All of this points to some highly disruptive potential for blockchain technology in the financial sector. It’s important to remember that blockchain is not proprietary to Bitcoin and that means there are lots of other ways to use this technology for financial transactions. At this point, blockchain is still a relatively inside-baseball topic in tech, but you can count on that changing in the coming years. Blockchain may even represent the future of banking. Blockchain wallets are streamlined and secure in a way most modern banks are not, which could be broadly appealing to consumers if they’re introduced to the technology in the right way. Also of potential appeal to consumers is the fact that participants in a blockchain transaction have equal status with respect to information access. This would put the customer on the same informational footing as a financier when monetary transfers are being made.

Other Uses for Blockchain Technology

Transactional financial applications aren’t the only way blockchain is set to shake up the way we do business and access personal information. The blockchain wallet is certainly useful, but that’s just the tip of the iceberg. There are already some interesting applications for blockchain being put in practice right now. One blockchain-based Bitcoin alternative is the cryptocurrency competitor Ethereum, which took the technology a step further by allowing computer programming code to run from its databases. As a distributed public network, Ethereum is becoming a playground of sorts for developers who want to build DApps of all sorts, not just those relating to cryptocurrency. This is a highly promising development that shows how powerful a blockchain can be.

One highly vulnerable area that blockchain technology can improve is the storage and retrieval of medical records. As our personal health histories are digitized, many people simply take for granted that their doctors’ offices are doing the right thing and protecting personal healthcare information in a reliably secure manner. Unfortunately, though, this is often not the case. Hospitals are major targets for cybercriminals looking to perform massive medical identity theft hacks, and the implications of these attacks are frightening. Medical identity theft exposes its victims not only to the stress, hassle, and financial ruin of traditional identity theft but also to potential criminal charges. If the person who steals your medical identity uses it to try to scam dangerous prescriptions from doctors and breaks laws relating to insurance fraud using your name, you could be in serious trouble. All of the blockchain’s powerful encryption, privacy, and decentralization abilities can revolutionize the way we think about protecting, sharing, and housing records of our healthcare.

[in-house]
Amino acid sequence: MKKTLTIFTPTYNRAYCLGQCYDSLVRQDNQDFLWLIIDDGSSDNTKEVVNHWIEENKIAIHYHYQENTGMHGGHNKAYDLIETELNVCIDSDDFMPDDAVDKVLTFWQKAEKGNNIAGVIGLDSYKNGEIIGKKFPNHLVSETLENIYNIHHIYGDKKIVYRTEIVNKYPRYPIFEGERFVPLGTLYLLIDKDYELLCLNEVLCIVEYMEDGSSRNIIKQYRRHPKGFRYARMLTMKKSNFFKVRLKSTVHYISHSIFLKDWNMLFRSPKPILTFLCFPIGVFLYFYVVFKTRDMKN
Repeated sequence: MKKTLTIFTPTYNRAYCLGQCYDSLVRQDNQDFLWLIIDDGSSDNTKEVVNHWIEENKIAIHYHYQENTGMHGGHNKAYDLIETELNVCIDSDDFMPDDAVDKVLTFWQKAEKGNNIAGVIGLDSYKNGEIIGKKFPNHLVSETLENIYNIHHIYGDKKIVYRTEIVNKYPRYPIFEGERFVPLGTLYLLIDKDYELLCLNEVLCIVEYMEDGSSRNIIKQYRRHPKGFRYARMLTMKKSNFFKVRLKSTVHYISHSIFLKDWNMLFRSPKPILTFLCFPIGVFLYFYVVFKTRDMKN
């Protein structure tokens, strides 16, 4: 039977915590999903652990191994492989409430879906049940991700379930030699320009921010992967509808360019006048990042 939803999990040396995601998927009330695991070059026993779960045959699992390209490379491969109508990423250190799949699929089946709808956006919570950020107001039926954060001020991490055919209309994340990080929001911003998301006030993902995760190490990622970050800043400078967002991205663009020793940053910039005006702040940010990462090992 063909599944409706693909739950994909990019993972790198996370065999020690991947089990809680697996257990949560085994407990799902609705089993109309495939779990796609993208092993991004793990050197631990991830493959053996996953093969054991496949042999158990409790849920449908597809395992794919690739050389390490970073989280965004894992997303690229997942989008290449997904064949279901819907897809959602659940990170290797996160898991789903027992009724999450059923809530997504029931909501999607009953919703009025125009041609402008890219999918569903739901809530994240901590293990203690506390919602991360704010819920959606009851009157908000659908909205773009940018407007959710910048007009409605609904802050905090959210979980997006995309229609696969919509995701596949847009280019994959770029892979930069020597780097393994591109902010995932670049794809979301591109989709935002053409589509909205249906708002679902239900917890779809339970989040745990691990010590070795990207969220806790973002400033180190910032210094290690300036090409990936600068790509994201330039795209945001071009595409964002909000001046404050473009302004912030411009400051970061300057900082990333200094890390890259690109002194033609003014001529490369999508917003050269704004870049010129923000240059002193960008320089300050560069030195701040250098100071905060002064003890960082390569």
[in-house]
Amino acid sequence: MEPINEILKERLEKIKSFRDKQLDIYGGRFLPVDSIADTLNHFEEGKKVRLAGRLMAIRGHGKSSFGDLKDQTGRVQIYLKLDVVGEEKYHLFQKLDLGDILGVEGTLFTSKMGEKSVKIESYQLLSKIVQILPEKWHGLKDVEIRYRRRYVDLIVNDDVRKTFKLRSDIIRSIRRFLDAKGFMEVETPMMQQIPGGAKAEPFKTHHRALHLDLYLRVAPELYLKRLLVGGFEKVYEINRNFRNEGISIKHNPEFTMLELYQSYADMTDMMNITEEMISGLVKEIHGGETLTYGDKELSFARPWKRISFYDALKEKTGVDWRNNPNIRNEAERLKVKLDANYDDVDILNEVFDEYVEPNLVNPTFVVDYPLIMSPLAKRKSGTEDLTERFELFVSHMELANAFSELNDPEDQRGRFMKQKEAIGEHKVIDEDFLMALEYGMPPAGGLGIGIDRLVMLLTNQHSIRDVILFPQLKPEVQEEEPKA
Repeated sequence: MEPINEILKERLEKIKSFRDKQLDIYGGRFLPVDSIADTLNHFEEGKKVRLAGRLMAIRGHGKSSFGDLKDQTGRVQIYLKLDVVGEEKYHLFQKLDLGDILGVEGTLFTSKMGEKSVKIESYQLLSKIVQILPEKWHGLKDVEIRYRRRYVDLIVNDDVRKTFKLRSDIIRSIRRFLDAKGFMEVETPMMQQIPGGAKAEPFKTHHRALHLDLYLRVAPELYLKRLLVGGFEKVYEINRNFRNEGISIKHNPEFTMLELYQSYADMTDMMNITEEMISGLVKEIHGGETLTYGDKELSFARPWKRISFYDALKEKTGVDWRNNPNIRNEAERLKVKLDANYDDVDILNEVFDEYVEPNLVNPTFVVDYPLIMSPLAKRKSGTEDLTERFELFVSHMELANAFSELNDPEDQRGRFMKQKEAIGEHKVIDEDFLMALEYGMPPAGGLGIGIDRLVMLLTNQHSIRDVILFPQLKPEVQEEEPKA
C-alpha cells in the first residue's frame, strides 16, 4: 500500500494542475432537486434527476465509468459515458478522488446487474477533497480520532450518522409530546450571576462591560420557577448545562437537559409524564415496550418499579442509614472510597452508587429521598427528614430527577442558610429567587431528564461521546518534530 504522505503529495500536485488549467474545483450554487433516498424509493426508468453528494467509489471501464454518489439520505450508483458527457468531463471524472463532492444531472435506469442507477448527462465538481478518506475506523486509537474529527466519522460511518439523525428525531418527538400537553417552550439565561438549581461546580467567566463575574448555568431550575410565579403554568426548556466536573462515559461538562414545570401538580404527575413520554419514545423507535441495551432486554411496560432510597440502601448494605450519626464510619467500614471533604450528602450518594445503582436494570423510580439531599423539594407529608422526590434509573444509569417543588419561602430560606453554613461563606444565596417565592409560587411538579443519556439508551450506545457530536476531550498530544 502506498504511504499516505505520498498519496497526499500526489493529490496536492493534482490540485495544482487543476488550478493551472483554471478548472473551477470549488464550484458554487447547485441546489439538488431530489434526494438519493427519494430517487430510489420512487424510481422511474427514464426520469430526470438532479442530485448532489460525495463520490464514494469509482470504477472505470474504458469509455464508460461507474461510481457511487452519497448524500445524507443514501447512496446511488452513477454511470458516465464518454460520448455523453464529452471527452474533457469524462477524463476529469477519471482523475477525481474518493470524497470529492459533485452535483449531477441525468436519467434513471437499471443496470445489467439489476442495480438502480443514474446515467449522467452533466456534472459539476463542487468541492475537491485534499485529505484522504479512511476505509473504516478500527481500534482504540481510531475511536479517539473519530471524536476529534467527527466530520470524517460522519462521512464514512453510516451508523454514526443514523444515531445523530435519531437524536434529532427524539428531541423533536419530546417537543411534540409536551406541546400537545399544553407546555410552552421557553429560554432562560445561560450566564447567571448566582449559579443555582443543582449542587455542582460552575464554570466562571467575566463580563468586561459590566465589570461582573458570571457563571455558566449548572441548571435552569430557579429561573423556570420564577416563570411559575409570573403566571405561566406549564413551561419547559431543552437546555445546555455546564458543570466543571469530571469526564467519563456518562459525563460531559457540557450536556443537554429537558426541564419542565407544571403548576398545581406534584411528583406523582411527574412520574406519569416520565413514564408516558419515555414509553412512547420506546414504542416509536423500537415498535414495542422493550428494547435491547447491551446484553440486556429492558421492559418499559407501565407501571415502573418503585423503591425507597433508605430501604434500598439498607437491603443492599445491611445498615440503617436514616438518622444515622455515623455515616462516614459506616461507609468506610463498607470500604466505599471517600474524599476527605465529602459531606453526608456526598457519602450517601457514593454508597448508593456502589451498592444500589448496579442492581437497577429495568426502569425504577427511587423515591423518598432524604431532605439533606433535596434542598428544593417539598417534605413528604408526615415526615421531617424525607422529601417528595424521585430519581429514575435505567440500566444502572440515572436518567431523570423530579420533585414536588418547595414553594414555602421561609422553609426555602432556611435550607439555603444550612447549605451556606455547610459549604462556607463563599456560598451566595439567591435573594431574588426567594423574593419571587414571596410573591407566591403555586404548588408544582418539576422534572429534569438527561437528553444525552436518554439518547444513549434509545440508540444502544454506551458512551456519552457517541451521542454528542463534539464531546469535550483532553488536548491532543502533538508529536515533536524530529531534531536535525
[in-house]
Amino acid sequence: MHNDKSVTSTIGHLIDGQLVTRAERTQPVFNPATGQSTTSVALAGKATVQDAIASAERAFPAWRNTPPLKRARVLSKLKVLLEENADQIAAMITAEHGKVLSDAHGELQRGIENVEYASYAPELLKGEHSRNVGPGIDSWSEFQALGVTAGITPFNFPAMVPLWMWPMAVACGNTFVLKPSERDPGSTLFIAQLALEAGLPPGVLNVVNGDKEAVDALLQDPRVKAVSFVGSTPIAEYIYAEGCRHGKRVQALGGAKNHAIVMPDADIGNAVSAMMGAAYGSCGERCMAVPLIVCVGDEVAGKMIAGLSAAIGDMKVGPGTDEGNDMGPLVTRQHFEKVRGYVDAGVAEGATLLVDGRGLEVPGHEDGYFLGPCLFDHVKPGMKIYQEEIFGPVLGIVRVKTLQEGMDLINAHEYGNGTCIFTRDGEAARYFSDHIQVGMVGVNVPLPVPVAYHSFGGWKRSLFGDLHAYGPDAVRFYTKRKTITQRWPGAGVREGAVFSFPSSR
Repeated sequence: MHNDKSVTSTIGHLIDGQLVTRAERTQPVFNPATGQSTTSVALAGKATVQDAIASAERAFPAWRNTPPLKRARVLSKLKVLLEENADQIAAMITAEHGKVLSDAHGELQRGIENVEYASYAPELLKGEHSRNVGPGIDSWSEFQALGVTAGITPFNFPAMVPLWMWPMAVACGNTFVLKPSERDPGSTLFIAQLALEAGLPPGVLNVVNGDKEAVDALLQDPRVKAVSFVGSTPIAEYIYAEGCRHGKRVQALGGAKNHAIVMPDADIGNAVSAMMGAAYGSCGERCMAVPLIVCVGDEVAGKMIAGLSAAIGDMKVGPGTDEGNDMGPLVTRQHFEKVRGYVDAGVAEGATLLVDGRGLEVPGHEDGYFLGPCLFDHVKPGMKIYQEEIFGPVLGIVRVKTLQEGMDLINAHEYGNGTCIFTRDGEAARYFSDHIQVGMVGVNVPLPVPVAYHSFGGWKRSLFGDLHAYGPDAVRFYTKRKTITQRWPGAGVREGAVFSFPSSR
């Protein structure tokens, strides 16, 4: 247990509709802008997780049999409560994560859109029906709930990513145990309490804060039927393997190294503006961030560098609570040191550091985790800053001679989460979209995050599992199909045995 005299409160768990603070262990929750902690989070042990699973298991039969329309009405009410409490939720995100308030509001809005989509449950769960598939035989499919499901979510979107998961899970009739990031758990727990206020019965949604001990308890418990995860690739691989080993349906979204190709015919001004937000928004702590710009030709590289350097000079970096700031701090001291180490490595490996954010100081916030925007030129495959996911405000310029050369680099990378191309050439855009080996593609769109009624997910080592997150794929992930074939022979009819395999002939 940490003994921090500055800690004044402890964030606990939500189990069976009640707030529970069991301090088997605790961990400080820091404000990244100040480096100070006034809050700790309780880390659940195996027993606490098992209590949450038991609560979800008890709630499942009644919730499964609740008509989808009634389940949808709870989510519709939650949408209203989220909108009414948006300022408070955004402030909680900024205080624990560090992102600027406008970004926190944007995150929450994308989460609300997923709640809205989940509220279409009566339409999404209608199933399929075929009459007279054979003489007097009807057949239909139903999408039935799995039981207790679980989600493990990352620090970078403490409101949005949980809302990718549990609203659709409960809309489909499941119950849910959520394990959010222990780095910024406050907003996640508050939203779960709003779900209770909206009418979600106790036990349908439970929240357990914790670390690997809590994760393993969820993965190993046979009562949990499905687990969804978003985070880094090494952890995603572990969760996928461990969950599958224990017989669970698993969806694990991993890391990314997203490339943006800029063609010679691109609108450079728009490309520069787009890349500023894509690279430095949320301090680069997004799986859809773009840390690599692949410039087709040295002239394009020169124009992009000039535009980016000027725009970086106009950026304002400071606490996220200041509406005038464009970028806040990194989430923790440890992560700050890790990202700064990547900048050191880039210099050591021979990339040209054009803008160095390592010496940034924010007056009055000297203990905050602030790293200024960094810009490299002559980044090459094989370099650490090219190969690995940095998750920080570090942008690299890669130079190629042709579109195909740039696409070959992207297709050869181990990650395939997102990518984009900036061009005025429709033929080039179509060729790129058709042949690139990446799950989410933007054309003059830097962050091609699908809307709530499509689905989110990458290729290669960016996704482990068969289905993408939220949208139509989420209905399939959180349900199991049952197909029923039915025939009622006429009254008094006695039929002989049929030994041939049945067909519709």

In essence, anything that involves recordkeeping can make use of blockchain technology. As consumers become more concerned with what’s in the products they use, companies committed to transparency can easily use blockchain to automate supply chain transparency and make each step in the manufacturing process available to their consumers. Blockchain may even have a role to play in the future of elections, providing the right balance between privacy, integrity, and transparency.

Smart Contracts and Modern Labor

One last example of blockchain’s potential to disrupt all aspects of our lives: Smart contracts. A smart contract is essentially a computerized agreement between two parties that makes the execution of that agreement dependent on specific conditions. For example, if a small business owner hires a graphic designer to create a logo for a rebranding effort that business owner and the designer could enter into a smart contract stipulating that $250 will be paid out upon the successful completion of the job. The business owner puts $250 into a blockchain wallet, which is then held by the blockchain application until the designer submits the logo and asks for funds to be released, which the business owner will do after agreeing that the job has been completed in a satisfactory manner. It’s quick, easy, secure, and possible without a middleman.

Business leaders in all fields should be particularly interested in the opportunities presented by smart contracts, a blockchain application that automates and digitizes contractual agreements for the sale or exchange of goods and services. One major reason is that smart contracts can easily cut out middlemen in the gig economy. Companies like Uber, Airbnb, Ebay, and even the Amazon seller marketplace may find that their contractors and merchants are fleeing in order to use peer-to-peer blockchain networks to conduct business directly with their own customers. Why pay a user fee when you can do business directly with a service provider?